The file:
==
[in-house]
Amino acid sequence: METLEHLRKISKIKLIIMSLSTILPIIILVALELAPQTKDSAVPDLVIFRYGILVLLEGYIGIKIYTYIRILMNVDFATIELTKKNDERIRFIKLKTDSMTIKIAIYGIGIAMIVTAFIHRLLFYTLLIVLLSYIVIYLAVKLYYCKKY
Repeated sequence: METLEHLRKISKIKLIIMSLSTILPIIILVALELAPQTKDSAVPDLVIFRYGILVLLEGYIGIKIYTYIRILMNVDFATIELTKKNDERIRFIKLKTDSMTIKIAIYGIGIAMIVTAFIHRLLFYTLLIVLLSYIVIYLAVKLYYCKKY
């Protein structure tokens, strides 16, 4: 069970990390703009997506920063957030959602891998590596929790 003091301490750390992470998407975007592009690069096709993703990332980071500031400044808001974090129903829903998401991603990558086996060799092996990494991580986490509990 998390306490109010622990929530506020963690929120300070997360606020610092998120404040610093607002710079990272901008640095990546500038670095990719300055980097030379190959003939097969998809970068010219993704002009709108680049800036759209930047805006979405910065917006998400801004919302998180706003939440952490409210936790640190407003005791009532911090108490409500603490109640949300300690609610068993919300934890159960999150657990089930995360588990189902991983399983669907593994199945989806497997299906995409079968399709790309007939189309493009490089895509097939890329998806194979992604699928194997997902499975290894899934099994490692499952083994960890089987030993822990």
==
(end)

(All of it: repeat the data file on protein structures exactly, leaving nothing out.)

[in-house]
Amino acid sequence: METLEHLRKISKIKLIIMSLSTILPIIILVALELAPQTKDSAVPDLVIFRYGILVLLEGYIGIKIYTYIRILMNVDFATIELTKKNDERIRFIKLKTDSMTIKIAIYGIGIAMIVTAFIHRLLFYTLLIVLLSYIVIYLAVKLYYCKKY
Repeated sequence: METLEHLRKISKIKLIIMSLSTILPIIILVALELAPQTKDSAVPDLVIFRYGILVLLEGYIGIKIYTYIRILMNVDFATIELTKKNDERIRFIKLKTDSMTIKIAIYGIGIAMIVTAFIHRLLFYTLLIVLLSYIVIYLAVKLYYCKKY
């Protein structure tokens, strides 16, 4: 069970990390703009997506920063957030959602891998590596929790 003091301490750390992470998407975007592009690069096709993703990332980071500031400044808001974090129903829903998401991603990558086996060799092996990494991580986490509990 998390306490109010622990929530506020963690929120300070997360606020610092998120404040610093607002710079990272901008640095990546500038670095990719300055980097030379190959003939097969998809970068010219993704002009709108680049800036759209930047805006979405910065917006998400801004919302998180706003939440952490409210936790640190407003005791009532911090108490409500603490109640949300300690609610068993919300934890159960999150657990089930995360588990189902991983399983669907593994199945989806497997299906995409079968399709790309007939189309493009490089895509097939890329998806194979992604699928194997997902499975290894899934099994490692499952083994960890089987030993822990």